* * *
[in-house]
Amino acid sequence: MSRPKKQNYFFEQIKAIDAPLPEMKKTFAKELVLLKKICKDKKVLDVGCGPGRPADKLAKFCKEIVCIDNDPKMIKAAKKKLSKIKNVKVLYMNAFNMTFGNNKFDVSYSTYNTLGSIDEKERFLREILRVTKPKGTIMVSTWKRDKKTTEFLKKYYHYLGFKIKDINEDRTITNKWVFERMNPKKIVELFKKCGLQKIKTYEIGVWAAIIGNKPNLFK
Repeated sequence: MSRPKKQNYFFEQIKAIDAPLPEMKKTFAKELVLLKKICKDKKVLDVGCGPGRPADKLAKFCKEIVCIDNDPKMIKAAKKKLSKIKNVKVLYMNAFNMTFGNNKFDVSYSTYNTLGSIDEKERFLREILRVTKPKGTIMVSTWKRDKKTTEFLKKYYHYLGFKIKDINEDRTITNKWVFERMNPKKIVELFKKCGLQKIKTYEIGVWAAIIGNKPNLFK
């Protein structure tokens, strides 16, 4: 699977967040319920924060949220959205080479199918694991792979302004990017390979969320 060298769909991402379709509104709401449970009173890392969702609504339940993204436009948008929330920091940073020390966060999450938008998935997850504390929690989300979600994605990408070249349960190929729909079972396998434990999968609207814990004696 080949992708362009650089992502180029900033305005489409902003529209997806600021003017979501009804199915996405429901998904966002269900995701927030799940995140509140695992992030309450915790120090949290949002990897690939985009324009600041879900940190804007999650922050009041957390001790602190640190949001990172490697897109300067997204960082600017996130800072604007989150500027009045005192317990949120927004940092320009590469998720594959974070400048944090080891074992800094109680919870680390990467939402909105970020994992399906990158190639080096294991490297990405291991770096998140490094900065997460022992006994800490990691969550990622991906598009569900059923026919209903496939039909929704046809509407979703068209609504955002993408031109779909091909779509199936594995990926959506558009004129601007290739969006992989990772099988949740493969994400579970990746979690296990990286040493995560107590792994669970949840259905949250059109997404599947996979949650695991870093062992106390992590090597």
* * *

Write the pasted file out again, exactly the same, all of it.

[in-house]
Amino acid sequence: MSRPKKQNYFFEQIKAIDAPLPEMKKTFAKELVLLKKICKDKKVLDVGCGPGRPADKLAKFCKEIVCIDNDPKMIKAAKKKLSKIKNVKVLYMNAFNMTFGNNKFDVSYSTYNTLGSIDEKERFLREILRVTKPKGTIMVSTWKRDKKTTEFLKKYYHYLGFKIKDINEDRTITNKWVFERMNPKKIVELFKKCGLQKIKTYEIGVWAAIIGNKPNLFK
Repeated sequence: MSRPKKQNYFFEQIKAIDAPLPEMKKTFAKELVLLKKICKDKKVLDVGCGPGRPADKLAKFCKEIVCIDNDPKMIKAAKKKLSKIKNVKVLYMNAFNMTFGNNKFDVSYSTYNTLGSIDEKERFLREILRVTKPKGTIMVSTWKRDKKTTEFLKKYYHYLGFKIKDINEDRTITNKWVFERMNPKKIVELFKKCGLQKIKTYEIGVWAAIIGNKPNLFK
């Protein structure tokens, strides 16, 4: 699977967040319920924060949220959205080479199918694991792979302004990017390979969320 060298769909991402379709509104709401449970009173890392969702609504339940993204436009948008929330920091940073020390966060999450938008998935997850504390929690989300979600994605990408070249349960190929729909079972396998434990999968609207814990004696 080949992708362009650089992502180029900033305005489409902003529209997806600021003017979501009804199915996405429901998904966002269900995701927030799940995140509140695992992030309450915790120090949290949002990897690939985009324009600041879900940190804007999650922050009041957390001790602190640190949001990172490697897109300067997204960082600017996130800072604007989150500027009045005192317990949120927004940092320009590469998720594959974070400048944090080891074992800094109680919870680390990467939402909105970020994992399906990158190639080096294991490297990405291991770096998140490094900065997460022992006994800490990691969550990622991906598009569900059923026919209903496939039909929704046809509407979703068209609504955002993408031109779909091909779509199936594995990926959506558009004129601007290739969006992989990772099988949740493969994400579970990746979690296990990286040493995560107590792994669970949840259905949250059109997404599947996979949650695991870093062992106390992590090597």